1

I'm using Drupal 7's l() function in my template as follows:

<h3>
  <?php print l(
    $fields['title']->content, 
    'node/'.$fields['nid']->content, 
    array('attributes' => array())
  ); ?>
</h3>

The problem is, this is causing apostrophes in my titles to display at &#039 instead of an apostrophe. How can I use l() properly to keep this from happening?

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2 Answers 2

2

You could add that option in l() function : array('html'=>true).

<h3>
  <?php print l(
    $fields['title']->content, 
    'node/'.$fields['nid']->content, 
    array('html'=>true))
  ); ?>
</h3>

Be aware that the escaping serves a purpose: it prevents security problems such as XSS. When you use the 'html'=>true option, make sure you are passing in safe HTML code.

Better use decode_entities plus strip_tags, because the former "could revert previous sanitization efforts":

print l( decode_entities( strip_tags( $fields['title']->content )), 'node/'.$fields['nid']->content );

Edit

As per marcvangend, below examples shouldn't be necessary, since Drupal l() function takes care of of path aliases and language prefixes.

Try also

<h3>
  <?php 
    global $language;
    $langcode = $language-> language,
    print l(t($fields['title']->content), '/'. $langcode .'/'. drupal_get_path_alias('node/'.$fields['nid']->content, $langcode ));
  ?>
</h3>

Or

<h3>
  <?php 
    global $language;
    $langcode = $language-> language;
    print '<a href="/' . drupal_get_path_alias('node/'.$fields['nid']->content, $langcode ) . '">'. t($fields['title']->content) .'</a>';
  ?>
</h3>
5
  • 1
    I recommend the first option, normally the other two should not be needed. Let Drupal take care of path aliases and language prefixes. The l() function does that automatically. Commented Dec 2, 2016 at 17:02
  • html => true will do it. Not sure if I would pass field values like that..
    – Kevin
    Commented Dec 2, 2016 at 17:07
  • @Kojo the first option works - but as you mentioned this isn't safe. Now anyone creating an article on my site can implement an XSS attack. I have vetted all the writers but it significantly increases the attack surface of my site. Now an attacker can hack any writer's account and get in that way, rather than having to hack an admin account. If that's the only solution it seems that the l() function is absolutely useless - am I missing something?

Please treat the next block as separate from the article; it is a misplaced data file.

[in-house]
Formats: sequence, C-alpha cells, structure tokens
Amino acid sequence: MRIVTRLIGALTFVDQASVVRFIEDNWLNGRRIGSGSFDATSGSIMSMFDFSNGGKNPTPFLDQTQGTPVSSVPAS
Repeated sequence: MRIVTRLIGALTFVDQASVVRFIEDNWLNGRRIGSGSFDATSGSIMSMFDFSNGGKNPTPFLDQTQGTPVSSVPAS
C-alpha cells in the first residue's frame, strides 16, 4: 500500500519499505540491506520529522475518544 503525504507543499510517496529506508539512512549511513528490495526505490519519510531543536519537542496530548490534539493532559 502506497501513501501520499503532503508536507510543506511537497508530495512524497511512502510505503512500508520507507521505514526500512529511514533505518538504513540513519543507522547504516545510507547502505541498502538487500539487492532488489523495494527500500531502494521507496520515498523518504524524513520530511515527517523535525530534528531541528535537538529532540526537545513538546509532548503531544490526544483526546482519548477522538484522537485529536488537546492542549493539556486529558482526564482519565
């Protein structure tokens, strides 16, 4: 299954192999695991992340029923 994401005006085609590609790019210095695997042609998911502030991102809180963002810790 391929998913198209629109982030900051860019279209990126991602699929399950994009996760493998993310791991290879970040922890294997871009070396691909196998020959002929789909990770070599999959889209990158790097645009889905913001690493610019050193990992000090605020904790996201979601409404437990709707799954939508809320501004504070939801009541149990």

– YPCrumble
    Commented Dec 2, 2016 at 17:19
  • @Kojo it works but doesn't this simply urlencode and then reverse that url encoding? It would seem that l() is missing an option to not urlencode in the first place, without needing to allow full HTML.
    – YPCrumble
    Commented Dec 2, 2016 at 22:52
  • @YPCrumble please see my answer for recommended built-in sanitization options. Commented Dec 3, 2016 at 10:59
3

@Kojo's answer is getting a bit crowded and confusing IMHO so let me post my recommended approach here.


'html' => true

The key to the problem is passing the html option to the l() function like this:

<h3>
  <?php print l(
    $fields['title']->content, 
    'node/' . $fields['nid']->content, 
    array('html' => TRUE)
  ); ?>
</h3>

This tells l() to bypass the check_plain() function which normally escapes the link text.

Security

Using 'html' => TRUE is a security risk if you are not sure if the author can be trusted (ie. it is user generated content).

Depending on where the variables in your template come from, $fields['title']->content may already have been sanitized. You can test this by setting the title to <script>alert('hi');</script>. Load the page. If you see a javascript popup, you have an XSS vulnerability to fix. Fortunately, Drupal has a couple of functions built in for that.

Solutions for an XSS vulnerability

  1. Use filter_xss(). A filter that only allows a small selection of HTML tags, fixes invalid markup, and filters out XSS risks. Example:

    l(filter_xss($unsafe_text), $path, array('html' => TRUE));
    
  2. Use filter_xss_admin(). This is a very permissive option, like filter_xss(), but only recommended to filter content entered by trusted site admins. Example:

    l(filter_xss_admin($unsafe_text), $path, array('html' => TRUE));
    
  3. Use check_markup(). This is the most configurable option. It uses one of your configured text formats, such as "filtered html", to filter out all but the whitelisted html tags (it will call filter_xss() for you). It will also apply other filters enabled on the text format. Make sure you choose a text format which has the "HTML filter" enabled in its configuration. Example:

    l(check_markup($unsafe_text), $path, array('html' => TRUE));
    
2
  • 1
    Thanks for your detailed explanation. I see check_markup is the best option imo. But Is print l( decode_entities( strip_tags( $fields['title']->content )), 'node/'.$fields['nid']->content ); wrong? It uses l () sanitize functions. Thanks for your lights
    – Kojo
    Commented Dec 3, 2016 at 12:02
  • 1
    I wouldn't call it "wrong", but there are some disadvantages to strip_tags(), which you can find under the notes in the php documentation. That's why I prefer the Drupal filter functions. They have been tested by thousands, and people smarter than me have thought about it longer than I ever will. Commented Dec 3, 2016 at 21:12

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